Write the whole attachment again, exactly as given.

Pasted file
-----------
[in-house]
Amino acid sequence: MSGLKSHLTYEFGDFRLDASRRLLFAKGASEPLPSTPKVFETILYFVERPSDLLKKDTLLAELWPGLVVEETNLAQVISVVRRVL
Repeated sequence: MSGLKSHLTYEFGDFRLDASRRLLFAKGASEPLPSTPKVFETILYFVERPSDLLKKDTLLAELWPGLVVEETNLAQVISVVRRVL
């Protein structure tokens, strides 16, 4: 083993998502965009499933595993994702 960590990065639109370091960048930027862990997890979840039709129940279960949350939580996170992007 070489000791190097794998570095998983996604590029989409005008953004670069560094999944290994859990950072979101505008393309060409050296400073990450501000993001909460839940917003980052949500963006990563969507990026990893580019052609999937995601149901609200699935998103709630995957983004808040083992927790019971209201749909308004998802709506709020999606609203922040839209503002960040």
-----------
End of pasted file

[in-house]
Amino acid sequence: MSGLKSHLTYEFGDFRLDASRRLLFAKGASEPLPSTPKVFETILYFVERPSDLLKKDTLLAELWPGLVVEETNLAQVISVVRRVL
Repeated sequence: MSGLKSHLTYEFGDFRLDASRRLLFAKGASEPLPSTPKVFETILYFVERPSDLLKKDTLLAELWPGLVVEETNLAQVISVVRRVL
């Protein structure tokens, strides 16, 4: 083993998502965009499933595993994702 960590990065639109370091960048930027862990997890979840039709129940279960949350939580996170992007 070489000791190097794998570095998983996604590029989409005008953004670069560094999944290994859990950072979101505008393309060409050296400073990450501000993001909460839940917003980052949500963006990563969507990026990893580019052609999937995601149901609200699935998103709630995957983004808040083992927790019971209201749909308004998802709506709020999606609203922040839209503002960040």